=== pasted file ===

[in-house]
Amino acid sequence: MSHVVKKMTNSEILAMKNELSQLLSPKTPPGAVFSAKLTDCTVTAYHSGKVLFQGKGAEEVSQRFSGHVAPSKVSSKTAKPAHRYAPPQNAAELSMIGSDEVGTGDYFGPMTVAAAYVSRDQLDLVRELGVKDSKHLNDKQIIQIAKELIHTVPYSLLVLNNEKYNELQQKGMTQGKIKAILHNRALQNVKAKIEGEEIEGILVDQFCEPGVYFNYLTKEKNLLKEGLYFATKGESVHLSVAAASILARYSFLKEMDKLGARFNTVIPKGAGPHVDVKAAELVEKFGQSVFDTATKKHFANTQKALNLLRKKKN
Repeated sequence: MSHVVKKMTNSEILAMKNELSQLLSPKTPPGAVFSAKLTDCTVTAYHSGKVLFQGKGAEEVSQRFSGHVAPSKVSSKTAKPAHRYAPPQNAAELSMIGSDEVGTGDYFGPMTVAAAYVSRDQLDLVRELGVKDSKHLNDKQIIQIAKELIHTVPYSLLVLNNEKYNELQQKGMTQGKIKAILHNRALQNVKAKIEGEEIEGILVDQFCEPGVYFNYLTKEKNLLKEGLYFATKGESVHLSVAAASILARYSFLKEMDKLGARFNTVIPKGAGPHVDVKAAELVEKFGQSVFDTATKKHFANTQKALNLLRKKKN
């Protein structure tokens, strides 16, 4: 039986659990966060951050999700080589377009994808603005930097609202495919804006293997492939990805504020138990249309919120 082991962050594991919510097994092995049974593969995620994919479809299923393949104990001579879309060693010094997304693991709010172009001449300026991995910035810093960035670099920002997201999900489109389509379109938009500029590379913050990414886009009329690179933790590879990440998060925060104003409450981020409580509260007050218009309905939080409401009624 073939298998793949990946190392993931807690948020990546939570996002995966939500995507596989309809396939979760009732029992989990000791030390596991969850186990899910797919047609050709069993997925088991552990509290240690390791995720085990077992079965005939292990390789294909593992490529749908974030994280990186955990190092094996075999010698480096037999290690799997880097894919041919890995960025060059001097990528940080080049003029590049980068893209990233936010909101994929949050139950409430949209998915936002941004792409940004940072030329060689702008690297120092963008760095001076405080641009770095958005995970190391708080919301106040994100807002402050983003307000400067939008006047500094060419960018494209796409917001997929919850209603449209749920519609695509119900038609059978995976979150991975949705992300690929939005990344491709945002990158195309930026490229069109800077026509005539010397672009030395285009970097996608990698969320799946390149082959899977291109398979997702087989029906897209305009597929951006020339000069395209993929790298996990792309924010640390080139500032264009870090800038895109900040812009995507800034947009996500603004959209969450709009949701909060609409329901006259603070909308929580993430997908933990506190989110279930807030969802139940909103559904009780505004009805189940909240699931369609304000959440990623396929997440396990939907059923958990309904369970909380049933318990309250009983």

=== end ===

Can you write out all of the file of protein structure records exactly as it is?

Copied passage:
[in-house]
Amino acid sequence: MSHVVKKMTNSEILAMKNELSQLLSPKTPPGAVFSAKLTDCTVTAYHSGKVLFQGKGAEEVSQRFSGHVAPSKVSSKTAKPAHRYAPPQNAAELSMIGSDEVGTGDYFGPMTVAAAYVSRDQLDLVRELGVKDSKHLNDKQIIQIAKELIHTVPYSLLVLNNEKYNELQQKGMTQGKIKAILHNRALQNVKAKIEGEEIEGILVDQFCEPGVYFNYLTKEKNLLKEGLYFATKGESVHLSVAAASILARYSFLKEMDKLGARFNTVIPKGAGPHVDVKAAELVEKFGQSVFDTATKKHFANTQKALNLLRKKKN
Repeated sequence: MSHVVKKMTNSEILAMKNELSQLLSPKTPPGAVFSAKLTDCTVTAYHSGKVLFQGKGAEEVSQRFSGHVAPSKVSSKTAKPAHRYAPPQNAAELSMIGSDEVGTGDYFGPMTVAAAYVSRDQLDLVRELGVKDSKHLNDKQIIQIAKELIHTVPYSLLVLNNEKYNELQQKGMTQGKIKAILHNRALQNVKAKIEGEEIEGILVDQFCEPGVYFNYLTKEKNLLKEGLYFATKGESVHLSVAAASILARYSFLKEMDKLGARFNTVIPKGAGPHVDVKAAELVEKFGQSVFDTATKKHFANTQKALNLLRKKKN
């Protein structure tokens, strides 16, 4: 039986659990966060951050999700080589377009994808603005930097609202495919804006293997492939990805504020138990249309919120 082991962050594991919510097994092995049974593969995620994919479809299923393949104990001579879309060693010094997304693991709010172009001449300026991995910035810093960035670099920002997201999900489109389509379109938009500029590379913050990414886009009329690179933790590879990440998060925060104003409450981020409580509260007050218009309905939080409401009624 073939298998793949990946190392993931807690948020990546939570996002995966939500995507596989309809396939979760009732029992989990000791030390596991969850186990899910797919047609050709069993997925088991552990509290240690390791995720085990077992079965005939292990390789294909593992490529749908974030994280990186955990190092094996075999010698480096037999290690799997880097894919041919890995960025060059001097990528940080080049003029590049980068893209990233936010909101994929949050139950409430949209998915936002941004792409940004940072030329060689702008690297120092963008760095001076405080641009770095958005995970190391708080919301106040994100807002402050983003307000400067939008006047500094060419960018494209796409917001997929919850209603449209749920519609695509119900038609059978995976979150991975949705992300690929939005990344491709945002990158195309930026490229069109800077026509005539010397672009030395285009970097996608990698969320799946390149082959899977291109398979997702087989029906897209305009597929951006020339000069395209993929790298996990792309924010640390080139500032264009870090800038895109900040812009995507800034947009996500603004959209969450709009949701909060609409329901006259603070909308929580993430997908933990506190989110279930807030969802139940909103559904009780505004009805189940909240699931369609304000959440990623396929997440396990939907059923958990309904369970909380049933318990309250009983």